Every time I come across these Lahainaluna Lunas, they do something magical.
Some might call it surreal. Blissful. Spiritual. When I saw them hang on to win at Konawaena last week, they handled victory with respect and humility. Konawaena’s football ohana fed the Lunas after the game, long after the large crowd had emptied out of Julian Yates Field on a cool night in Kealakekua. Before eating, the Lunas all stood and thanked their hosts by singing. It was solemn and enlightening. After they finished their kaukau, before they left, they sang another song for their friends who had cooked the food, served their meal. Each song in Hawaiian.
Tonight, a week later, the same Lunas entered Aloha Stadium and did the unexpected. They won their first Division II football state championship, hanging on (again) for a 21-14 win over top-seeded Kapaa. After the game, moments after they sang their alma mater and the Doxology to their fans in the bleachers, they retreated to the lockerroom and broke into song again. That’s when I realized I had a video camera on me. And longtime co-head coaches Bobby Watson and Garret Tihada, and their staff could only stop, remain still and become engulfed by a season-long, life-long tradition of the football program at the oldest high school west of the Rockies (if I remember right). The Lunas were captivating in many ways this season, but it has often been that way since Tihada, and long before that, Watson, have been at the helm.
When I first met Coach Watson, it was around 1999 or 2000 and Lahainaluna had no stadium, not much parking and, very, very rarely, a home game. What the Lunas had was unbreakable tradition and discipline. Watson had already been long entrenched as the Lunas’ football coach, preaching and teaching the sport without compromise. Kaniela Tuipulotu was a svelte and gifted running back/tight end on the practice field, a 6-foot-1, 195-pound freshman, long before he transferred to Kahuku and went on to play defensive line at UH. Watson hasn’t budged, and neither has Tihada, over the years when it comes to bedrock-solid traditions and values as a team, as a school, as a community. More and more Lunas prospered on the gridiron and in the classroom, qualifying for college and continuing their playing careers. Big-time prospects, like Hercules Mata’afa (Oregon State) no longer feel the need to leave to get more exposure.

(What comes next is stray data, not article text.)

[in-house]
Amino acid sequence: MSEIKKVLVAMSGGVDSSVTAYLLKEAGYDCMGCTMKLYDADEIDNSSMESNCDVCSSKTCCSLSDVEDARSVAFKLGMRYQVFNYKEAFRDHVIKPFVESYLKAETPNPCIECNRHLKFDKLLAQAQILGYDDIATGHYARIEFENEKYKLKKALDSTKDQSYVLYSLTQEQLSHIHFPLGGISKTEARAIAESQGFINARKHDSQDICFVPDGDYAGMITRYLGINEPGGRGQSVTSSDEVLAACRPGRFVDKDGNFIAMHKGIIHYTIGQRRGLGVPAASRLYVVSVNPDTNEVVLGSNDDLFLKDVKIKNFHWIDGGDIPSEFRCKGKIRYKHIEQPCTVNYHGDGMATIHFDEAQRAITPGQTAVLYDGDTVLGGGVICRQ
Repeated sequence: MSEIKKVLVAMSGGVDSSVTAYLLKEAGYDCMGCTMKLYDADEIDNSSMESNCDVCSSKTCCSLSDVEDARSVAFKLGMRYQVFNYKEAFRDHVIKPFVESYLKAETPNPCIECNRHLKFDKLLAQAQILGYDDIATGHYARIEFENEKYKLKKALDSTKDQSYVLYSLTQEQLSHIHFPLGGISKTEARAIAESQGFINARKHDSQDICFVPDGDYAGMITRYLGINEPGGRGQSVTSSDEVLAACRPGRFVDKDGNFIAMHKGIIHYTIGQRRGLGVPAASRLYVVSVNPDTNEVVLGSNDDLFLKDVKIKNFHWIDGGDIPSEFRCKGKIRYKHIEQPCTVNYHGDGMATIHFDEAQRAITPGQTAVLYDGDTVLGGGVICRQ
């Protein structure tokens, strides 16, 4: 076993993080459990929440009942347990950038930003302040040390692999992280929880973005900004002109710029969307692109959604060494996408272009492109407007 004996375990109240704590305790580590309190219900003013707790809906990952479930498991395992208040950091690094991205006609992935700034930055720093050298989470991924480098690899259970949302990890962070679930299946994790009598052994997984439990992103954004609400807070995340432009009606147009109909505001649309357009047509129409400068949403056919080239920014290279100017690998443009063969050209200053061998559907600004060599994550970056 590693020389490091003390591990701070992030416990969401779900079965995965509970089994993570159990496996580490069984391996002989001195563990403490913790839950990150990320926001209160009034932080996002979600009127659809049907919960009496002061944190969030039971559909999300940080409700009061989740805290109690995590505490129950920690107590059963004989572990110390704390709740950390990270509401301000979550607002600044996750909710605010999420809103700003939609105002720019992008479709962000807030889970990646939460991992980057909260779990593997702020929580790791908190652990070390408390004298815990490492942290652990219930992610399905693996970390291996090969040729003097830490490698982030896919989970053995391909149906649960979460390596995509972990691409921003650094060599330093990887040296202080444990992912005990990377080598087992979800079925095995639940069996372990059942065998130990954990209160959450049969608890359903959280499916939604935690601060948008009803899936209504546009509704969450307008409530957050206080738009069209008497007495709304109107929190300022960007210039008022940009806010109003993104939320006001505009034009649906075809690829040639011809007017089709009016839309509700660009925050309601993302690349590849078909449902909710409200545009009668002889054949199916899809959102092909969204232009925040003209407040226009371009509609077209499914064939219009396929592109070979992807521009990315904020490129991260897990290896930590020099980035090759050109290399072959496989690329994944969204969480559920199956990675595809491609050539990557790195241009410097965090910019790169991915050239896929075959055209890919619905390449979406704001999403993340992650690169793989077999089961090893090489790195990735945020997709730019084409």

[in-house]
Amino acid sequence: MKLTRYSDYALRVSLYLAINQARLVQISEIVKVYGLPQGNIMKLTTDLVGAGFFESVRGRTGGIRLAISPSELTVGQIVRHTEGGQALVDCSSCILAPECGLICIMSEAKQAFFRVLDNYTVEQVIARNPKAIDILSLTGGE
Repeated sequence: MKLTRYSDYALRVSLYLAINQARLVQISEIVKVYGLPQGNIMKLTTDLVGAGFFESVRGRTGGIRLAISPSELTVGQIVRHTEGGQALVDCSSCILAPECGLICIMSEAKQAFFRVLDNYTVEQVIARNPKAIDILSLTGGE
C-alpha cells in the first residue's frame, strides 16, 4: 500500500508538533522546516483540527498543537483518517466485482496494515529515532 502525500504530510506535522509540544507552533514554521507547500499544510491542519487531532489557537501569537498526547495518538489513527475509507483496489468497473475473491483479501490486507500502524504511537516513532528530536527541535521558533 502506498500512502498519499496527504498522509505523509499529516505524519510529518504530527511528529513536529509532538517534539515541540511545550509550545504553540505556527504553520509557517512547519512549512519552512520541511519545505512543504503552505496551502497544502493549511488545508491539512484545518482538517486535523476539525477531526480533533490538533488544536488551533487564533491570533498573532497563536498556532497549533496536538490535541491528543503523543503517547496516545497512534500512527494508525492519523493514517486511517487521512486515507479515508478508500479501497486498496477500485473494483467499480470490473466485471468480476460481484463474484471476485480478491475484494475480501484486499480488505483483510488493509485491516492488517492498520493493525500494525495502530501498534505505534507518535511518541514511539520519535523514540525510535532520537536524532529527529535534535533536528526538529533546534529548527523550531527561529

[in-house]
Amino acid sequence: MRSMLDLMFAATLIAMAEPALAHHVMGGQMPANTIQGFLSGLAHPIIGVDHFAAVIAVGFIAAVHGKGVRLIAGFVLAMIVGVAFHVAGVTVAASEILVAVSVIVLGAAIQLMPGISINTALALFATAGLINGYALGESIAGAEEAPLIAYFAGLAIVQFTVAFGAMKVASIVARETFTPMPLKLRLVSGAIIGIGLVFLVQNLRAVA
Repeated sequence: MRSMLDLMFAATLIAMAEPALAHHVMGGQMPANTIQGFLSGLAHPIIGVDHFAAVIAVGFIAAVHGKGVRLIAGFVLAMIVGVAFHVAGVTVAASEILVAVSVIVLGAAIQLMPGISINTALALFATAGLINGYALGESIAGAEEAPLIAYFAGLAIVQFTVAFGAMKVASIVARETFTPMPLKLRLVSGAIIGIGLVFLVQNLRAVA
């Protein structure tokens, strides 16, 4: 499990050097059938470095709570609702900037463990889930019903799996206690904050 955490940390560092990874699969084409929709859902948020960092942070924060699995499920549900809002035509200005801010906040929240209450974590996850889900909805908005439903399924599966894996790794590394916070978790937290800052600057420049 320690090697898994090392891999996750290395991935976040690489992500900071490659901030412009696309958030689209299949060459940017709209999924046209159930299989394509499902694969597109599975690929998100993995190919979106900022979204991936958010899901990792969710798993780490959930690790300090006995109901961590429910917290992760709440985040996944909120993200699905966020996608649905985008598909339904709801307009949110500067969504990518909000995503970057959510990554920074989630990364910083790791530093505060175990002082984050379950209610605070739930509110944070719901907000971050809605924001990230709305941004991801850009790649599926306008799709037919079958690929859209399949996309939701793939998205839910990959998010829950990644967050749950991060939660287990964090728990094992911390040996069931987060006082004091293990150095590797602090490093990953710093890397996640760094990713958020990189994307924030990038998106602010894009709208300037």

Coming into the universe of Lunas football is a bit of a time warp, maybe. But that, in today’s mad, mad world, is a very good thing, and it wasn’t hard to feel good for both Lahainaluna and Kapaa programs as they played for the title. Division II is alive and well, and tonight it showed fans the best of what football is about.
“It’s about hard work and old-fashioned country values,” Watson said, off camera. He never liked the camera. I don’t blame anyone for that.
Tihada is as consistent and unbending as Watson when it comes to the Lahainaluna standard. After three previous trips to the championship game, the fourth time did the trick.
“It’s great, but it’s all those other things, working out at 6 in the morning all off-season, trying to be good people throughout the year, making sacrifices, that’s the main thing. If you win a championship, it means nothing without that,” he said.
In an age when the easy way out is considered normal, when most young people don’t see any value in sweat, blood and sacrifice, the work being done at Lahainaluna — enrollment 900 — goes against the tide. Congratulations to the Lunas, Warriors and all our Division II brethren. Roots football might just be the best football there is.